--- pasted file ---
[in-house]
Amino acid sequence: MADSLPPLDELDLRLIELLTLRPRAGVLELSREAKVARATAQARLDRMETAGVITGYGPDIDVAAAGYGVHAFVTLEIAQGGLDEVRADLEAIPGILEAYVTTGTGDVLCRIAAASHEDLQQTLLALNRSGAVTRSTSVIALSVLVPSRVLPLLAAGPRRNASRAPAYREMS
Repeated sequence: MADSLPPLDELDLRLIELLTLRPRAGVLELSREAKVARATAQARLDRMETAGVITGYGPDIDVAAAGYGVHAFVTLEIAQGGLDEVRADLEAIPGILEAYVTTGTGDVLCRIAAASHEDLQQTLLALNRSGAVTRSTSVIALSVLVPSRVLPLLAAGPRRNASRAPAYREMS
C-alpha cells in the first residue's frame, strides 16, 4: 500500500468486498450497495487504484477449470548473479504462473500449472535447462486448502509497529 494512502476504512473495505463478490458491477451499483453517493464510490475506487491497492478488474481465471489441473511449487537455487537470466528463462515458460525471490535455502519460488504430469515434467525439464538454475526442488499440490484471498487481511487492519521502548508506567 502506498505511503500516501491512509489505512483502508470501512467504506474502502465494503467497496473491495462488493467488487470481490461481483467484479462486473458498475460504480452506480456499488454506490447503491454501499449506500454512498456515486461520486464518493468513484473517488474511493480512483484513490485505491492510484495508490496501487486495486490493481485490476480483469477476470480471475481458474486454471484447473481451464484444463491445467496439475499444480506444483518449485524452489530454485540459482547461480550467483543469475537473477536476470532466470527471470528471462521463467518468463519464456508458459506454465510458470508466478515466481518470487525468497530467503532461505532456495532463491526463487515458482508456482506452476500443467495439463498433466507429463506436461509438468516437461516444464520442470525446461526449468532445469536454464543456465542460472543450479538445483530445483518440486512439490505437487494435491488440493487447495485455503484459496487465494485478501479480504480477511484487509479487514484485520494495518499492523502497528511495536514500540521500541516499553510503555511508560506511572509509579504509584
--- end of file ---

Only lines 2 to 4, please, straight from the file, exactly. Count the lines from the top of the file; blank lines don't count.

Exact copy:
Amino acid sequence: MADSLPPLDELDLRLIELLTLRPRAGVLELSREAKVARATAQARLDRMETAGVITGYGPDIDVAAAGYGVHAFVTLEIAQGGLDEVRADLEAIPGILEAYVTTGTGDVLCRIAAASHEDLQQTLLALNRSGAVTRSTSVIALSVLVPSRVLPLLAAGPRRNASRAPAYREMS
Repeated sequence: MADSLPPLDELDLRLIELLTLRPRAGVLELSREAKVARATAQARLDRMETAGVITGYGPDIDVAAAGYGVHAFVTLEIAQGGLDEVRADLEAIPGILEAYVTTGTGDVLCRIAAASHEDLQQTLLALNRSGAVTRSTSVIALSVLVPSRVLPLLAAGPRRNASRAPAYREMS
C-alpha cells in the first residue's frame, strides 16, 4: 500500500468486498450497495487504484477449470548473479504462473500449472535447462486448502509497529 494512502476504512473495505463478490458491477451499483453517493464510490475506487491497492478488474481465471489441473511449487537455487537470466528463462515458460525471490535455502519460488504430469515434467525439464538454475526442488499440490484471498487481511487492519521502548508506567 502506498505511503500516501491512509489505512483502508470501512467504506474502502465494503467497496473491495462488493467488487470481490461481483467484479462486473458498475460504480452506480456499488454506490447503491454501499449506500454512498456515486461520486464518493468513484473517488474511493480512483484513490485505491492510484495508490496501487486495486490493481485490476480483469477476470480471475481458474486454471484447473481451464484444463491445467496439475499444480506444483518449485524452489530454485540459482547461480550467483543469475537473477536476470532466470527471470528471462521463467518468463519464456508458459506454465510458470508466478515466481518470487525468497530467503532461505532456495532463491526463487515458482508456482506452476500443467495439463498433466507429463506436461509438468516437461516444464520442470525446461526449468532445469536454464543456465542460472543450479538445483530445483518440486512439490505437487494435491488440493487447495485455503484459496487465494485478501479480504480477511484487509479487514484485520494495518499492523502497528511495536514500540521500541516499553510503555511508560506511572509509579504509584